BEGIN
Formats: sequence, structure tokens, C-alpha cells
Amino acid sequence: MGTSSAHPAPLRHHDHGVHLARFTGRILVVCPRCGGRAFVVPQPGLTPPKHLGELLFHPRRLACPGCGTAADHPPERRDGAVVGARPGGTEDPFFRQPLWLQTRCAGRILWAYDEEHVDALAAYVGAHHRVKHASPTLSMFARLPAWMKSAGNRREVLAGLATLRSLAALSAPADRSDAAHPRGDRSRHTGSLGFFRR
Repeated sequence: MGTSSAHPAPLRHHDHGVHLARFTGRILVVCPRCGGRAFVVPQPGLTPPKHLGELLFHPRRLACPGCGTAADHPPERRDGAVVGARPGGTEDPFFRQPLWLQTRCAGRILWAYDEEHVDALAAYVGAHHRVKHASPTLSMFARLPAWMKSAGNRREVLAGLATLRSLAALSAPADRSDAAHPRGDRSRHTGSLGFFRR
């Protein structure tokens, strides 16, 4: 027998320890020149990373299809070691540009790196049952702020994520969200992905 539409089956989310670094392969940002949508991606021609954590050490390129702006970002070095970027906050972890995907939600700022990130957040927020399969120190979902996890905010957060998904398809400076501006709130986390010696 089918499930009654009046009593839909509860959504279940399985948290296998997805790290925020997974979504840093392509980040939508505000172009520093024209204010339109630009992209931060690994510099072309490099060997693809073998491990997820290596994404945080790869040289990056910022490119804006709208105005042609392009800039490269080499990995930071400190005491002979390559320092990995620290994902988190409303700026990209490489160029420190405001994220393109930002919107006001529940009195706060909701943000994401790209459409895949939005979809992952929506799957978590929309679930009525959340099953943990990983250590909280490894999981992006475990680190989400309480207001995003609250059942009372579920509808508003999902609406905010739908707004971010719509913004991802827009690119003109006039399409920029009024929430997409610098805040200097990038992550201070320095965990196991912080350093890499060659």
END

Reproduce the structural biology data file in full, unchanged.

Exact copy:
Formats: sequence, structure tokens, C-alpha cells
Amino acid sequence: MGTSSAHPAPLRHHDHGVHLARFTGRILVVCPRCGGRAFVVPQPGLTPPKHLGELLFHPRRLACPGCGTAADHPPERRDGAVVGARPGGTEDPFFRQPLWLQTRCAGRILWAYDEEHVDALAAYVGAHHRVKHASPTLSMFARLPAWMKSAGNRREVLAGLATLRSLAALSAPADRSDAAHPRGDRSRHTGSLGFFRR
Repeated sequence: MGTSSAHPAPLRHHDHGVHLARFTGRILVVCPRCGGRAFVVPQPGLTPPKHLGELLFHPRRLACPGCGTAADHPPERRDGAVVGARPGGTEDPFFRQPLWLQTRCAGRILWAYDEEHVDALAAYVGAHHRVKHASPTLSMFARLPAWMKSAGNRREVLAGLATLRSLAALSAPADRSDAAHPRGDRSRHTGSLGFFRR
């Protein structure tokens, strides 16, 4: 027998320890020149990373299809070691540009790196049952702020994520969200992905 539409089956989310670094392969940002949508991606021609954590050490390129702006970002070095970027906050972890995907939600700022990130957040927020399969120190979902996890905010957060998904398809400076501006709130986390010696 089918499930009654009046009593839909509860959504279940399985948290296998997805790290925020997974979504840093392509980040939508505000172009520093024209204010339109630009992209931060690994510099072309490099060997693809073998491990997820290596994404945080790869040289990056910022490119804006709208105005042609392009800039490269080499990995930071400190005491002979390559320092990995620290994902988190409303700026990209490489160029420190405001994220393109930002919107006001529940009195706060909701943000994401790209459409895949939005979809992952929506799957978590929309679930009525959340099953943990990983250590909280490894999981992006475990680190989400309480207001995003609250059942009372579920509808508003999902609406905010739908707004971010719509913004991802827009690119003109006039399409920029009024929430997409610098805040200097990038992550201070320095965990196991912080350093890499060659």